Due to the small number of badges that were struck, this is surely a great prize for collector's of regimental insignia. Further information on this interesting unit would be welcomed by the secretary.



We welcome the following new members:-
Mr. E.S. Polansky, Illovo; Johannesburg. - Military history.
Major A.C.L. Tyrrell, Craighall Park, Johannesburg. - Military history.
Dr. I. Kaplan Johannesburg. - Military history.
Mr. M.C.I. Salisbury, Rhodesia. - Military miniatures, uniforms and history.
Mr. D.R. Forsyth, Siemend, Johannesburg. Military history and medals.
Mr. H. Kelly; Plumstead, Cape Town.- R.A.F. and Commonwealth air forces, medals, coins and relevant literature.
In our Newsletter No. 2 we mentioned that the Hermannsburg Cadet Corps was armed with the Terry Carbine. One of our members, Mr J.E. Davis has given us the following information on the firearm and one is to be seen in the S.A. National War Museum.


In 1855 the British Army was desirous of adopting a breech-loading carbine for cavalry use. For years this branch of the service was armed with ineffectual pistols and muzzle loading weapons, difficult to load on horseback and there always being the chance of lost or bent ramrods.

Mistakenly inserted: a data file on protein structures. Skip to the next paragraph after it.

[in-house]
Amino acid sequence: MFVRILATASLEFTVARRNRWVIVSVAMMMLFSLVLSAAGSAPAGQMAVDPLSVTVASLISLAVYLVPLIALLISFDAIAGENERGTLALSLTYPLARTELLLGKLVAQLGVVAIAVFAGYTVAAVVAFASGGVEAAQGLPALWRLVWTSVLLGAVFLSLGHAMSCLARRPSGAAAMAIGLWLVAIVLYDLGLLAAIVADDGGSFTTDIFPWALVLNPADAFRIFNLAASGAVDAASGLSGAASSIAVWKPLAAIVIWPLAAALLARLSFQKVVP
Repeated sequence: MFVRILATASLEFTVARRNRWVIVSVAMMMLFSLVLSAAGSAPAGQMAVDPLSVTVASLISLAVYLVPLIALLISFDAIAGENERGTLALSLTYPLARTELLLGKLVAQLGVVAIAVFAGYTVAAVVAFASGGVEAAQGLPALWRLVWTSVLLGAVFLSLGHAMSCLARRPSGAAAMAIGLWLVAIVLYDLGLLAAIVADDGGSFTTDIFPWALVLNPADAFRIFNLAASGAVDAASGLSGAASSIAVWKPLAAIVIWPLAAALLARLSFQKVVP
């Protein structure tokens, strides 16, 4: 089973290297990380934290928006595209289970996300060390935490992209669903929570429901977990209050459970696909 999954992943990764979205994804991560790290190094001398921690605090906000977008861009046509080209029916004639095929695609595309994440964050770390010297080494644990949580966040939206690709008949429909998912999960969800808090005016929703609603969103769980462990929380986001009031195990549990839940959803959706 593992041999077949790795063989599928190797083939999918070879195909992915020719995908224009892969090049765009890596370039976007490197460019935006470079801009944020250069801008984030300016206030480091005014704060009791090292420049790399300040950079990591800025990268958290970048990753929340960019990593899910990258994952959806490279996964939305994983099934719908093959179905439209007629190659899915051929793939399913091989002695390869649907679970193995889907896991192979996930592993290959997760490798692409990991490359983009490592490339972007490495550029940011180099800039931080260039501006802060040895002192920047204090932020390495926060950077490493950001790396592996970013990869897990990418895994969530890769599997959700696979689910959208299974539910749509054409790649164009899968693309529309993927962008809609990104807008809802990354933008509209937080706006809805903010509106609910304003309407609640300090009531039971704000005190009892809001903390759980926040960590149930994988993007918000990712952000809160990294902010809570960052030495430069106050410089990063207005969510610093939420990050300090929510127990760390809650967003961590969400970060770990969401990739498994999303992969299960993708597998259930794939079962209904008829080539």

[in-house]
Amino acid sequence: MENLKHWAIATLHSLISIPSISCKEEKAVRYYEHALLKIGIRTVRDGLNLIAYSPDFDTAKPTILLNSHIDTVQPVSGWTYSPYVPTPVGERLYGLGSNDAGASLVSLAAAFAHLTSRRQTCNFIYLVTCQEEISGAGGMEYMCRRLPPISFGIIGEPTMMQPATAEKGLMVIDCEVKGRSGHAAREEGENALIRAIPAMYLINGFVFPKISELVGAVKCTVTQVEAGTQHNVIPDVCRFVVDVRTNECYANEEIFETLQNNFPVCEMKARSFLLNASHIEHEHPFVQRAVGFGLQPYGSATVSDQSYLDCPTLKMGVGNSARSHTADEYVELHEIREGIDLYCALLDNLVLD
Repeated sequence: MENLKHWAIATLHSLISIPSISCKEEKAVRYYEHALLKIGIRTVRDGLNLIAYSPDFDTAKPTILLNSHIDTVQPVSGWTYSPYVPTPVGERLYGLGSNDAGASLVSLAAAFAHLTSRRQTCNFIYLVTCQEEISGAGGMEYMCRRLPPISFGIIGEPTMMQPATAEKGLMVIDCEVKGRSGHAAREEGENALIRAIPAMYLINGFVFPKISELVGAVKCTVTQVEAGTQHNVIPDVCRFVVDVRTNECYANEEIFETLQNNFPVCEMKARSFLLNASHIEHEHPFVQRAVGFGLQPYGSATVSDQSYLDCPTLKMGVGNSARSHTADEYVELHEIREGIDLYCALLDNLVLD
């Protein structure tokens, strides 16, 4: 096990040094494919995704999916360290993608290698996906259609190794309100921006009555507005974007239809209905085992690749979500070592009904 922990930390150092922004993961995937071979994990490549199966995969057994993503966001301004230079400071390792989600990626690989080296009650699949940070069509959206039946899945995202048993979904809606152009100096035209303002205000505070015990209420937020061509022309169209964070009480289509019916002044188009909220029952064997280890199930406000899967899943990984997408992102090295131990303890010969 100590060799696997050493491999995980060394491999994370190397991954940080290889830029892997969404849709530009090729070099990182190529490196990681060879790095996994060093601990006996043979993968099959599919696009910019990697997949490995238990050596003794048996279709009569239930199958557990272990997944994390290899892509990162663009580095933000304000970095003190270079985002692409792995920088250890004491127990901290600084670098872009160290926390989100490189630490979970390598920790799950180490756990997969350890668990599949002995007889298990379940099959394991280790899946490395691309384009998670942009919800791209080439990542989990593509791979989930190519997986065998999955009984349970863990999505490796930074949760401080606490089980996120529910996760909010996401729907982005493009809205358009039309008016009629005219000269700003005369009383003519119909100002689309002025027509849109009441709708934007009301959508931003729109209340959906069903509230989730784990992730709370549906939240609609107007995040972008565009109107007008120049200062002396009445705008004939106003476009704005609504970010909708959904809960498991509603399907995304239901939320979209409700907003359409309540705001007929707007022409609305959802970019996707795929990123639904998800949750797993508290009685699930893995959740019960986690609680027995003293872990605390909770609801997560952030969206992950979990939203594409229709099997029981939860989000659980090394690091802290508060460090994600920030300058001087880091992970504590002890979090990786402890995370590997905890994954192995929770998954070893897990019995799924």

Many different systems were presented for tria1, the most well known being the Leetch's, Sharp's, Green's, Terry's, Westley Richard's, Burton's, and Prince's. All of these worked but were found to be unfit for military use.
The field was narrowed down to the Terry's, Westley Richard's and the Sharp's, all of which were adopted at various times.
The Terry carbine was manufactured from 1856 by Messrs. Callisher and Terry of Birmingham and London. This gun, which incidentally was the first bolt-action rifle used in the British Army, was officially adopted in March, 1861.
The bolt was operated by a hinged handle, fitted at its rear end, which was pulled outwards to the right and then back. The cartridge was self contained except for the percussion cap which was placed on the nipple and fired as in a normal muzzle loader. The cartridge was made of nitrated paper and contained a greased felt wad behind the powder charge and attached to the base. On firing the wad remained behind in the breech, when the next round was loaded the wad was then pushed up into the chamber. When this round was fired the wad then was pushed out in front of the bullet cleaning and lubricating the barrel. The same sort of cartridge was used in the Westley Richards Monkey-Tail rifle.
The calibre of the gun was 0.568 in., with five groove rifling, taking a Metford-Pritchett bullet of 530 gr. and was propelled by two drams of powder.
Not all of the Terry guns were carbines and not all of them were for military issue. Some very fine sporting rifles were made, of many different barrel lengths. Many years ago in London the author saw a very nice pistol using the above system, unfortunately these are few and far between and very seldom seen.


Die sekretaris stel belang in u adresverandering - verskaf dit aan hom voordat u verhuis.


"The man who commands efficiently must have obeyed others in the past, and the man who obeys dutifully is worthy of being some day a commander." Cicero.